Monday, March 22, 2010

Tim's Day Out (part 1)

Sunday I had to go to the office for about an hour, so I figured I'd make a day of it.

First, here are a couple of pictures from Saturday night, where I met Josh in what turned out to be the new business district for the city (and it was absolutely gorgeous):

Guangzhou's brand new, super tall TV tower; it changes colors too!

A beautiful sculpture in front of a nice, new office building. Go dolphins!

Those are really all the pictures that came out well from that night, as my phone isn't the best camera for nights.

So anyway, after my time in the office Sunday, I basically picked a direction and started walking. The first thing I encountered was a job fair:

This picture only shows a small portion of it; it basically took over the entire first floor of this building.

Even though I couldn't tell what kinds of jobs they were offering, it was still kind of depressing since the concept of a job fair is rather dead in America right now...(yeah, they still offer them...occasionally...and even then they're awful and/or overcrowded).

A rather unattractive river by the job fair.

Tianhe Sports Center...I think.

 Not really sure what this is. Enjoy!

In order to travel across the intersection from the second to last photo, you need to go underground (or risk your life above ground, but this is not the recommended method). Besides Chinese food (duh), the one thing I expected to find here in abundance was shopping...but I have to say I didn't expect to find such excessive availability. Shopping is everywhere. This picture was taken at the intersection underpass / metro stop.

The Tee Mall (T Mall? I'm going to go ahead and assume this means "The Tim Mall," of course, because it had nothing to do with golf). 

The concept of the "mall" is relatively new in China, but if it's executed well (unlike the New South China Mall in Dongguan), it's successful.

Tee Mall interior.

An example of what you find inside.

Prices were rather insane; I'm not really sure who exactly the mall caters to. 16 yuan for a tiny scoop of gelatto? 45 yuan for a large? Pass. 1138 yuan for a box of Belgian chocolates? Unless those were sent overnight directly from the best chocolatier of Belgium, pass. Actually, even then, pass. Who's buying this stuff?

So, considering there was nothing there I really wanted to buy, and considering I didn't really have the money to buy any of it anyway, I got out of there pretty quickly.

I walked a few blocks and came across a long street of restaurants. They all seemed pretty similar, so I just picked a crowded one that looked pretty decent, got myself some beef noodles for 15 yuan ($2.20) and went on my way.

This portable table + cheap plastic stool combination is basically the common way local restaurants handle crowds / rushes. Whatever works!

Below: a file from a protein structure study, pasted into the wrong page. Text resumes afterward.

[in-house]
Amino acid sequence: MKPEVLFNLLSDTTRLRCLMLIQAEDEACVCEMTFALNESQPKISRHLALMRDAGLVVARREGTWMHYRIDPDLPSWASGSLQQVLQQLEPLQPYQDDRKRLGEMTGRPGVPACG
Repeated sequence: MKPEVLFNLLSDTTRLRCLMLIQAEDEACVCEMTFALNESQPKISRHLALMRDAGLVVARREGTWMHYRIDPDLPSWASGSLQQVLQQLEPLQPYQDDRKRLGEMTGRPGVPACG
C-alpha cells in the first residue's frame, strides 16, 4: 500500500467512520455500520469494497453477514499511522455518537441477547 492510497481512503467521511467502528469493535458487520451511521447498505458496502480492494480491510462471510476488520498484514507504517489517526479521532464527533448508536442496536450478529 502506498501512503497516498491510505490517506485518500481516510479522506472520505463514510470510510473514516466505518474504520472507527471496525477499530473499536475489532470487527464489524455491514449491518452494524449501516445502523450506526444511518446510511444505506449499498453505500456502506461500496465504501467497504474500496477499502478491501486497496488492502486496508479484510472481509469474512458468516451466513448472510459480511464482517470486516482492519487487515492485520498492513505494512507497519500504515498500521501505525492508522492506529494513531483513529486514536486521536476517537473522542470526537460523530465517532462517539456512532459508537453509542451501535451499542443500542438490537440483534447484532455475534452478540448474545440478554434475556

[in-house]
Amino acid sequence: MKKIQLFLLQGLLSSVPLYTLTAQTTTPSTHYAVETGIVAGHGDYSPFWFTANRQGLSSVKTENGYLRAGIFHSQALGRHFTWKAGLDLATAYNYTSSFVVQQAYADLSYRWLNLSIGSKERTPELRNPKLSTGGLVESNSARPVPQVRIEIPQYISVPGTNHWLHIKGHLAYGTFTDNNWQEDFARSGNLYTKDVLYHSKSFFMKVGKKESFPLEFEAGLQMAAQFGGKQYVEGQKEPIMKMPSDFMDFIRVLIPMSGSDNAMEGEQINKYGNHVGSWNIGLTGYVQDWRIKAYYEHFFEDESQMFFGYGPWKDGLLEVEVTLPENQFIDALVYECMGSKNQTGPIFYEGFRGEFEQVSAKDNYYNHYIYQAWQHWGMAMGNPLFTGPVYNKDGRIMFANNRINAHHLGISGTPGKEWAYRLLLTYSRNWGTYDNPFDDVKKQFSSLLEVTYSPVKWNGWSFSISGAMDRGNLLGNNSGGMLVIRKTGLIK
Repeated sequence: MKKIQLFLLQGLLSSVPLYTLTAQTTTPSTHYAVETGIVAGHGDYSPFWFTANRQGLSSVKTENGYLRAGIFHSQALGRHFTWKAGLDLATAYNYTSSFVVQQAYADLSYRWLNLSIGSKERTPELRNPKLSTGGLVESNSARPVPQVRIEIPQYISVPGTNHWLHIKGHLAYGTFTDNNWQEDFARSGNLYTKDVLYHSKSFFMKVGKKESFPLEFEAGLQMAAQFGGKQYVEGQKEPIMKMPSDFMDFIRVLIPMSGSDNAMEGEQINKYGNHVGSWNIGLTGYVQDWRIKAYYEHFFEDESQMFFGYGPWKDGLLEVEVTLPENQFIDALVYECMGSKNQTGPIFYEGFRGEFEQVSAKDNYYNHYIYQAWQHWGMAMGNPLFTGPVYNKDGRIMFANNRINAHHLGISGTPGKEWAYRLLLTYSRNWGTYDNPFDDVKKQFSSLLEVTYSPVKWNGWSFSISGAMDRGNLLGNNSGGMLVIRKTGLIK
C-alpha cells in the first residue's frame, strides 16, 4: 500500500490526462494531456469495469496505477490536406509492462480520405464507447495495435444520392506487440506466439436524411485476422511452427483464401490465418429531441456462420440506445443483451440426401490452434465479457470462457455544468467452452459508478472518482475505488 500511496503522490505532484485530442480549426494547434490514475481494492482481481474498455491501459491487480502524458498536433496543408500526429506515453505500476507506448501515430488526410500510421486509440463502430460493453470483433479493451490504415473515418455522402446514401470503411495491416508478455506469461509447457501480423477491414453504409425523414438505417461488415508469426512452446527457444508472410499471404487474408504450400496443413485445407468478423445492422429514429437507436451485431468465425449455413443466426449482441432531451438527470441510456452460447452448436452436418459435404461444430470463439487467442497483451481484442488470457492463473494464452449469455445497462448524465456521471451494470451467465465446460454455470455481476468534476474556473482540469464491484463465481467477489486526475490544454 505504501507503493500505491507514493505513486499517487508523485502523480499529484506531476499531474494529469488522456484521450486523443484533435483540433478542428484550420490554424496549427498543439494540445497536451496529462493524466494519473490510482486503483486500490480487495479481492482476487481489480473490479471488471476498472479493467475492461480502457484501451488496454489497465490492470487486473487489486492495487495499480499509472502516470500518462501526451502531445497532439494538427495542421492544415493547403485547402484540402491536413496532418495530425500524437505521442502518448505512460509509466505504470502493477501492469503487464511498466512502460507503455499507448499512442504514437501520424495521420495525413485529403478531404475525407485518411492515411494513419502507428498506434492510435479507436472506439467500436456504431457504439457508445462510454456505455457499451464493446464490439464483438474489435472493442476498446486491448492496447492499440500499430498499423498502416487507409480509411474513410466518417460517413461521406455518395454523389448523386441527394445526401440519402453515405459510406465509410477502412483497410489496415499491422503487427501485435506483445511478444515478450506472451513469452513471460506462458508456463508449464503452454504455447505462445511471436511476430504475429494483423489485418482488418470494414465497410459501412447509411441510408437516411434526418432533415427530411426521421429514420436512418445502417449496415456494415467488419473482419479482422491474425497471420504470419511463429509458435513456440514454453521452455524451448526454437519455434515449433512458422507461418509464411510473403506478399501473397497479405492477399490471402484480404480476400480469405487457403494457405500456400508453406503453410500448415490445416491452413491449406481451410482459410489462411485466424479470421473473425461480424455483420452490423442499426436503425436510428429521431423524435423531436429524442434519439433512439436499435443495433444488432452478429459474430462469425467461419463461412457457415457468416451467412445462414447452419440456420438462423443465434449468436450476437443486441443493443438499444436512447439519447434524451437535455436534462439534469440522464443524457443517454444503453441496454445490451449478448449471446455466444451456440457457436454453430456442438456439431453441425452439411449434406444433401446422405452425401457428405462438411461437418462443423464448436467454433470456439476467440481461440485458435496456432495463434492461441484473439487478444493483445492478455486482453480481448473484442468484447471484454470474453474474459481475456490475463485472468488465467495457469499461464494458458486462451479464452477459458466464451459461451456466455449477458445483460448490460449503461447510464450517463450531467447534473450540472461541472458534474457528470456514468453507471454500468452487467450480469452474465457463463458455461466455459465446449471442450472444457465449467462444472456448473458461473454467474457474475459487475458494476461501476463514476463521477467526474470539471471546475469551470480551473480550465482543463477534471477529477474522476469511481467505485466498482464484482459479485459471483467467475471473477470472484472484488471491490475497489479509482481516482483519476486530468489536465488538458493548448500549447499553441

Part of the Grandview Mall, down the street from the Tee Mall. I didn't bother going in.

Front of the Grandview Mall.

Remember the Buy Now from my previous posts? Well, I went in!

It's basically 5 floors (the 6th is the food court) of consumer electronics. It's some kind of flea market meets Fry's Electronics meets...Ikea? I don't really know what to compare it to. You can pretty much get anything related to computers here. The prices weren't that great; I wouldn't go to China to buy a computer, especially with the internet and the abundance of online retailers / price competition. Plus, at the cheaper places you don't really know what you're getting...I've seen plenty of "IPhones" for $15 US...

The food court on the 6th floor made me happy, to say the least. There were tons of different types of restaurants, and all of them were reasonably priced! Some were to-go, some were sit-down. They even had fondue! Er, well, the Chinese version of fondue.

Sushi lunch + boba tea = 20 yuan ($3).

Little fishy soy sauce containers. Hah.

I left Buy Now and it seemed that all 10 million people of the city were out and about.

Not awful.

Women's Mall. They sell men's clothing and accessories. Okay, that's a lie, but I bet you would have believed me.

Shops on the first floor, and apartments on the others. Cool, eh?

I guess I found the local version of "The Alley" known in Los Angeles.

I assume that's meant to be some kind of stage, but for now it's a convenient way to hang laundry.

Another view of the alley.

Where are all the cars? It's weird how crowded some areas are, then a few blocks away it's empty. Either way, I was pretty lost at this point; just the way I like it!

Construction! Wee!

A super nice area - brand new. The apartments were...expensive...very expensive. I was approached by a realtor standing in the street (along with 12 others). She asked me if I was interested in buying property...I told her I was "just looking."

 The IFC building in that new district I mentioned earlier. This building is absolutely stunning.

IFC building in the background, towering over everything else.

Strange building under construction in that rich area.

Pretty sure this median was made out of pure money, as well.

Hey! Another river! I must take a picture! This one looks a lot better than the first one!

Cool building!

You can tell this entire area was brand new. Besides the construction that was still continuing, you can tell it was prepared for a massive amount of people that simply are not there yet.

It was in this area that I discovered what I will be talking about in part 2: the park (Zhujiang park).

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